How to cut and mold a board

I cut and I route a molding in a wooden board

To make a somewhat complicated molding on a table, like the one in the photo, we have basically the same problems as when making plywood gears like the ones we saw in a previous post: we need the most perfect drawing possible in the way that we want to achieve; and we need some way to make the cuts with enough precision.

This project came to me a little bounce, as I was planning to do a wall mount for thermometer And in the end I decided to focus on making a more complicated molding on a wooden board. And I have to say that it was a surprise to see the success of the video on my YouTube channel.

Draw the shape of the trim that I want to cut

Despite using a metal sheet as a guide wall thermometer I was thinking of screwing on this board, making a symmetrical drawing and repeating it the same on the other side of the board was somewhat complicated.

Molding that I want to cut on the board

In the video I explain in detail how I made the drawing once I decided on the model shown in the photo.

Make straight cuts to remove wood

To cut with enough precision a band saw would be perfect, but in my case I settle for my table jigsaw homemade. I just have to plan the cuts a little, without trying to force when making the curved cuts. First I make straight cuts to remove most of the wood. I continue with the upper curve, which I can do by cutting half to one side and the other half to the other side.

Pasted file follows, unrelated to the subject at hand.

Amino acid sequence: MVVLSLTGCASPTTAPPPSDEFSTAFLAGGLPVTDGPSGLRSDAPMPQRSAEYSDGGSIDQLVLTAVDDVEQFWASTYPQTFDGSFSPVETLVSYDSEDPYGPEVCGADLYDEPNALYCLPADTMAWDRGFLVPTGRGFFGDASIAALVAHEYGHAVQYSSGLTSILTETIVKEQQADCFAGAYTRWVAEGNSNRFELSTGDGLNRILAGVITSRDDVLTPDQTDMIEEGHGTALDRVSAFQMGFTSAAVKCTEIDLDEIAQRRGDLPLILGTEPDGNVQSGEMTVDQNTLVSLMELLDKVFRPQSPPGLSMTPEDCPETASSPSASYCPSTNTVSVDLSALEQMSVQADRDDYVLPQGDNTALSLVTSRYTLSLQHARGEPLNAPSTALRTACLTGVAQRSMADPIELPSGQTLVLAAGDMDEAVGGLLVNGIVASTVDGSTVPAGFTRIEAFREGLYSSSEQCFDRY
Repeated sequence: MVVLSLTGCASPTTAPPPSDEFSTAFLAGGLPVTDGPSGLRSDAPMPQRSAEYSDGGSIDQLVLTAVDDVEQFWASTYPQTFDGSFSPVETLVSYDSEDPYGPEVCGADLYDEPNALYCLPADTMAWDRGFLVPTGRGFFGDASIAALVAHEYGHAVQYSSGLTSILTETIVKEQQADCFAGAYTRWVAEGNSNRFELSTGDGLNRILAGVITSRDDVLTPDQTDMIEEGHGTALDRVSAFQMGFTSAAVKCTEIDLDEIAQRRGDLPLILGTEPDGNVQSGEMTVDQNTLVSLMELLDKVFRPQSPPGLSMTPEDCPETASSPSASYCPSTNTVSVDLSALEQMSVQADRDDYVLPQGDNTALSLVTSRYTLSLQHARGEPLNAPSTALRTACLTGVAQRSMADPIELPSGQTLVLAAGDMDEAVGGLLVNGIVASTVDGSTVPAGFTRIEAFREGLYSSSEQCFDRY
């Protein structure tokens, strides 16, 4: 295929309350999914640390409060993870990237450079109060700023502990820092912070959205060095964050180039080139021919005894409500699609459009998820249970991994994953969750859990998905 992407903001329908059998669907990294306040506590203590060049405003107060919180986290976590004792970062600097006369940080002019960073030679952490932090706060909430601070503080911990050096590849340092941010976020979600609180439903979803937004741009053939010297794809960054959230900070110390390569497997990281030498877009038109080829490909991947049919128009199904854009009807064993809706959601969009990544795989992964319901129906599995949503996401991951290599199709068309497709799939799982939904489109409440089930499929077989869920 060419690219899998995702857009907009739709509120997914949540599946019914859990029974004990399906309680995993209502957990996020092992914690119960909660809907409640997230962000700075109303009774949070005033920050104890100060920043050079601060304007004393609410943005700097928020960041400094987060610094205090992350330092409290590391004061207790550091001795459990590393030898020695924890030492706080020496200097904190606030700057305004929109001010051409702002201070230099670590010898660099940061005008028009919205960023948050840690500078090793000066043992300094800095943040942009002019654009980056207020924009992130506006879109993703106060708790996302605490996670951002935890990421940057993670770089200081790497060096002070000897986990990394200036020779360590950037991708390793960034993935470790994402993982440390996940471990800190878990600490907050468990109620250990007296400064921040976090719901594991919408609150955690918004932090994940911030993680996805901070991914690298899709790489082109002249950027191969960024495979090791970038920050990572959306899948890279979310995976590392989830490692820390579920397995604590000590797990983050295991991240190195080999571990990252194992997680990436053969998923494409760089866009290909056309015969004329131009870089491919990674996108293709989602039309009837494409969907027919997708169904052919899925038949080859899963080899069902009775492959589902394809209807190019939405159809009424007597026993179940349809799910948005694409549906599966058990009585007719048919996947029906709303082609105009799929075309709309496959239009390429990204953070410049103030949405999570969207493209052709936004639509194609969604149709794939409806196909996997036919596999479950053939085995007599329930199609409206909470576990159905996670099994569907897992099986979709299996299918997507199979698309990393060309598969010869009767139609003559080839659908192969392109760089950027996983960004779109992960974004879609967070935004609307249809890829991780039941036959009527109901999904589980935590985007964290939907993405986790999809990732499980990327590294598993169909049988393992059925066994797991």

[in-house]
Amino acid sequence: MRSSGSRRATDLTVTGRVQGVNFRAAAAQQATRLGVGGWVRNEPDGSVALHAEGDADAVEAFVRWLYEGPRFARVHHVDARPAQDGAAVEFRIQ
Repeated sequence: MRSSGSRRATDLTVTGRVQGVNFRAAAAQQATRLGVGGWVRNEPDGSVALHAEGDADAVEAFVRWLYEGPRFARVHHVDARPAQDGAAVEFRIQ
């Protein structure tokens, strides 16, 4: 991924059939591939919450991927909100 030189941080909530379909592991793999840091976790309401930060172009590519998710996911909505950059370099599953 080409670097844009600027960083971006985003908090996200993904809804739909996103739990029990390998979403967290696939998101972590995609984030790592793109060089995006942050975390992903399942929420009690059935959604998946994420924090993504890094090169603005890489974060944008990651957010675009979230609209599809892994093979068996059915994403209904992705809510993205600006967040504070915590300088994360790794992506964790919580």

Perpendicular cuts to approximate the curves of the molding

And then I cut the curved corners without much problem (something that would be a little more complicated with the Jig Saw hand). So I only have the small interior curves, which I planned to make by drilling with a drill with a radius equal to the radius of the curve. But since I was not sure if I could drill in the exact place in all four cases, and any deviation would be too noticeable since the molding was no longer perfectly symmetrical, I decided to approach the curves with cuts perpendicular to the line, taking great care not to exceed the line.

Rough sandpaper to adjust trim cuts

A little work with the coarse file making sure to keep the cuts vertical with respect to the table surface, and going over the marks with the medium grit sandpaper,

Clamp the table to mill the trim

and I can now attach the table to the work table to mill the trim with the router.

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